“As we enter 2023, the housing market will continue to be impacted by the wider economic environment… with house prices forecast to fall around 8% over the course of the year.”
Whilst the above statement from Kim Kinnaird, Director at Halifax Mortgages, may seem concerning to home owners (and good news for buyers), it is worth stating that this would see the cost of the average property returning to April 2021 levels – remaining significantly above pre-pandemic prices.
The rate of annual growth slowed across all nations and regions during December, dropping to +2.0% from +4.6%. The North East saw the greatest impact as house prices rose by +6.5% (compared to 10.5% in November), closely followed by Scotland which now has an annual growth rate of +3.5% (versus +6.4% the previous month). Eastern England, the West Midlands and Wales were the regions which experienced the smallest drops, with growth rates of +5.5%, +7.3% and +6.1% respectively.
2022 saw rapid house price growth in the first half of the year, followed by a plateau in the summer with prices falling from September. Average house prices fell by -1.5% last month, as the impact of cost of living pressures and rising rates continue to effect household finances and demand.
To put the current situation in perspective, The Halifax House Price Index was established 40 years ago – when the average house price was £26,188 and the Bank Base Rate was 11%. Since then, average house prices have grown 974% to £281,272 and the Bank Base Rate sits at 3.5%.
Rightmove suggests that the imbalance of supply and demand in the market is reducing, with expectations for a more settled housing market in 2023. A record number of sellers chose to list their homes on Boxing Day 2022, an increase of 46% compared to the previous year. This seasonal increase in supply means buyers will have the time and space to make sure they find the right home – as a result, it is anticipated that the time taken to sell a home will increase to around 60 days.
Despite the uncertainty caused by interest rate rises and high inflation last year, there are signs that buyers are still looking to move. Rightmove reports views of homes for sale were up 11% in December when compared to the same period in 2021. With more stability in the financial markets in the past few months, there has been an increase in the number of mortgage deals available. Many mortgage lenders have already factored in interest rate rises, meaning December’s uplift to 3.5% is unlikely to lead to an increase in mortgage pricing – in fact, some mortgage lenders have cut their rates in recent weeks.
Property expert Tim Bannister comments that “we’re heading towards a more even balance between supply and demand… but we don’t expect more significant price falls in 2023. This is reflected in [Rightmove’s] prediction of a relatively modest average fall of 2%.”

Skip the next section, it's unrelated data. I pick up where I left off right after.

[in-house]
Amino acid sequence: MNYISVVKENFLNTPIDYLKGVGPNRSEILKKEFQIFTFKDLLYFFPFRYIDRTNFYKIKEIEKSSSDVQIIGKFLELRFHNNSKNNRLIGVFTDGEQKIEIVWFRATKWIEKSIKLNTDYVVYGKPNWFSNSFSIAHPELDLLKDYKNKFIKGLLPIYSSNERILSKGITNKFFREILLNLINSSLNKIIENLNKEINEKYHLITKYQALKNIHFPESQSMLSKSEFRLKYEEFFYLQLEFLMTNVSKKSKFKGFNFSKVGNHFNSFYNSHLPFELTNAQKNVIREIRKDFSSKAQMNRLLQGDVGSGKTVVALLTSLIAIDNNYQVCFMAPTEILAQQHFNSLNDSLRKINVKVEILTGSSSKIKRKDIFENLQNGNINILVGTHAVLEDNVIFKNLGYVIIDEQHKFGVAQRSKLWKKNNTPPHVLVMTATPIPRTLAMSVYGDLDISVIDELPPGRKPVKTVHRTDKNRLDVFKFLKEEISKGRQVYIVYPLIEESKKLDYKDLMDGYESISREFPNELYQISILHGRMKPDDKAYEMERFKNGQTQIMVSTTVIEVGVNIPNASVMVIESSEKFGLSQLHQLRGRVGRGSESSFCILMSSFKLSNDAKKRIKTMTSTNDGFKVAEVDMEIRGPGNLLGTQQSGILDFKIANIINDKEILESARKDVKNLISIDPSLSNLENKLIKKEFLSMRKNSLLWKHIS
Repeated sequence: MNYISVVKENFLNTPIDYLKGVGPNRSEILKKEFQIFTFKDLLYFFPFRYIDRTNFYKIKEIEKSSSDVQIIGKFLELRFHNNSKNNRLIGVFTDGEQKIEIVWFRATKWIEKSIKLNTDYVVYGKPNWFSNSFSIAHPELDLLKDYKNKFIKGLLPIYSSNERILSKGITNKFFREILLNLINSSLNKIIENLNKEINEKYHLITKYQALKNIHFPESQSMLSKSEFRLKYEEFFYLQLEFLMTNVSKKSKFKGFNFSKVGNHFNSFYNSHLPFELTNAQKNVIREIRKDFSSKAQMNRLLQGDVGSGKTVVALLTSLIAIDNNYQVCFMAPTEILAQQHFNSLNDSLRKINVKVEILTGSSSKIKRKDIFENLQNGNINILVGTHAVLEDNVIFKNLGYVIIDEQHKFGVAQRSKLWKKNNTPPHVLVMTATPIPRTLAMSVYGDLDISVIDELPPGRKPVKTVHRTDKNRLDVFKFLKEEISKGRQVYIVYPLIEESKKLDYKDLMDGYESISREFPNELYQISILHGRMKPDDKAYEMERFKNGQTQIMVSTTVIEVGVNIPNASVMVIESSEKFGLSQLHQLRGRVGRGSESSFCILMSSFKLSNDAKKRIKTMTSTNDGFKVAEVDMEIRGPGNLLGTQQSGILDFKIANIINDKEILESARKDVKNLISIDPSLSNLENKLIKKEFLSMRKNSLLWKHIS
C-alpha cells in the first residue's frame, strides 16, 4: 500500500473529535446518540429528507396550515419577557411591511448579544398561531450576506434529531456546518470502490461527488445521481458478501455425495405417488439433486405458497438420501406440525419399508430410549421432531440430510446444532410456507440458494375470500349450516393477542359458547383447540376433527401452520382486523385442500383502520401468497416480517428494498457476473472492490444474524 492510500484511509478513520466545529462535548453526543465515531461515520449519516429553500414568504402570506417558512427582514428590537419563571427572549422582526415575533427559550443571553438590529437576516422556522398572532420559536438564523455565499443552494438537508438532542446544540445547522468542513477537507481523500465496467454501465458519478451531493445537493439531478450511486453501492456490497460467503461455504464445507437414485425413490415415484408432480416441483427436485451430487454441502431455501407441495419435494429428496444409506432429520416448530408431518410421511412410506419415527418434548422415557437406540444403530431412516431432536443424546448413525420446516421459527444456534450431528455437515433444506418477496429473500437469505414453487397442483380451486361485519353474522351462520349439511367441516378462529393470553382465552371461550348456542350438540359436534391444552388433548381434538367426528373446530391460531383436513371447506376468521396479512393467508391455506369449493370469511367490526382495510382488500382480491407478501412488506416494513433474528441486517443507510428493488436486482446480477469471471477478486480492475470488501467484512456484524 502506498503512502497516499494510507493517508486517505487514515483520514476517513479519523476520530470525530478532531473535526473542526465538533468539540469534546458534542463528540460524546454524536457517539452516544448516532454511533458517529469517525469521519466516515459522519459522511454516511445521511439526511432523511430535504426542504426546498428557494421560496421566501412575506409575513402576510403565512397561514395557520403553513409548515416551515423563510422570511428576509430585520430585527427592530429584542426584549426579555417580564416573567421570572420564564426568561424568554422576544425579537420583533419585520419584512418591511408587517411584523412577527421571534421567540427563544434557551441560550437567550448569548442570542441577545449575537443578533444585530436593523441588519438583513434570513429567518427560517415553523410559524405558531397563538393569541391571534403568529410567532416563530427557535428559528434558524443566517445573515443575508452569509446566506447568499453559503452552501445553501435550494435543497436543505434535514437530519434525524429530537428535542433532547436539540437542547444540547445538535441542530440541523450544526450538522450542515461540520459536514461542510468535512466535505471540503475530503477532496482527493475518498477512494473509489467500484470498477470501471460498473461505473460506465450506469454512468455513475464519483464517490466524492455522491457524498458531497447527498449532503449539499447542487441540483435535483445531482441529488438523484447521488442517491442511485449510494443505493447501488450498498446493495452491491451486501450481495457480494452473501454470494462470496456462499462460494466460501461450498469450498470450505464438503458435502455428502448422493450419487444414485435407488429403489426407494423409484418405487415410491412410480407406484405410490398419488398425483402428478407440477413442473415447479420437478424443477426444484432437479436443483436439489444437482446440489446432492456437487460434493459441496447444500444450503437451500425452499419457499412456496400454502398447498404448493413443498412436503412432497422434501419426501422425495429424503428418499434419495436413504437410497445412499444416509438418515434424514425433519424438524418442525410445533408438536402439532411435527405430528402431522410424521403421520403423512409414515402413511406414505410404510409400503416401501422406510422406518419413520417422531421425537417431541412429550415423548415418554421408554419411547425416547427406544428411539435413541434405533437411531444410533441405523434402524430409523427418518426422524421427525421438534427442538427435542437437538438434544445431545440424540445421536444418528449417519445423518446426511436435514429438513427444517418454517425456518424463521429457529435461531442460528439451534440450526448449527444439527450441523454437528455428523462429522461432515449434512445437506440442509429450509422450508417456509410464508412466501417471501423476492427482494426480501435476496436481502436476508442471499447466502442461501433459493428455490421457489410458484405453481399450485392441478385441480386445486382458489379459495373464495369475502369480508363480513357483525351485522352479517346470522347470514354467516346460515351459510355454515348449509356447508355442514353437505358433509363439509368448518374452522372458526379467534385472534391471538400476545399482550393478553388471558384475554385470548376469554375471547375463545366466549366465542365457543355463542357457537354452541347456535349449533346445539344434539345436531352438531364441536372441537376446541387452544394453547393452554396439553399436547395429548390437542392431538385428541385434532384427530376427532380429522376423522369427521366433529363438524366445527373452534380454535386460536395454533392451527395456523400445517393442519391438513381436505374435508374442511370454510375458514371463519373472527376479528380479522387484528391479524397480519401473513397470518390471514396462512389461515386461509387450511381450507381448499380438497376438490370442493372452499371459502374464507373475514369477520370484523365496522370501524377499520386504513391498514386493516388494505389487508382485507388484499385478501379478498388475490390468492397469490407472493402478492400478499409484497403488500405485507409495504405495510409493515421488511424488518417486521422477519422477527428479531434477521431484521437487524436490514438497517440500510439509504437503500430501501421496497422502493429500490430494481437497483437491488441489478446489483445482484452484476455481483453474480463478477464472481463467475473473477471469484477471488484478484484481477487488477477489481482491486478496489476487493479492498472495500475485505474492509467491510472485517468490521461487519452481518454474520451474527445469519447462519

According to the latest Housing Census data, the number of households in England and Wales has increased by 1.4 million since 2011 – standing at 24.8 million in 2021. The number of new homes being built has failed to keep pace with this rise, contributing to the increase in house prices seen during the past 10 years, and it’s worth noting that the early pandemic lull in housebuilding starts is still to fully play through to lower completions, and therefore lower market supply.
The summary from Zoopla notes that the percentage of households who own their home has fallen during the past decade whilst the number of homeowners has increased. A third of people own their property outright, while 29.7% have a mortgage or own a stake in shared ownership property. As part of the government's drive to help more people to own their own home, a new Right to Shared Ownership scheme launched last month to enable people living in social and affordable housing to buy a share of between 10% and 75% in their property with either cash or a mortgage. This stake can be increased, known as staircasing, until the property is owned outright. The scheme is open to people in England and has several eligibility criteria, eg: the home must have been built under the government's Affordable Homes Programme 2021 – 2026 and the tenant must have lived in it for 12 months.
The number of people renting increased by 28%, with one in five renting a home in the private sector and c. 17% renting though a local council or housing association. Zoopla reports that there is currently a chronic lack of rented homes available – with fewer landlords investing in buy-to-let homes and a growing number selling up. Demand for rented homes is being driven by the strength of the labour market and is being compounded by higher mortgage rates. This low supply and rising demand situation is causing rents to rise as people compete for new homes, with average rents for new tenancies rising by 12% over the last year and by as much as 17% in London.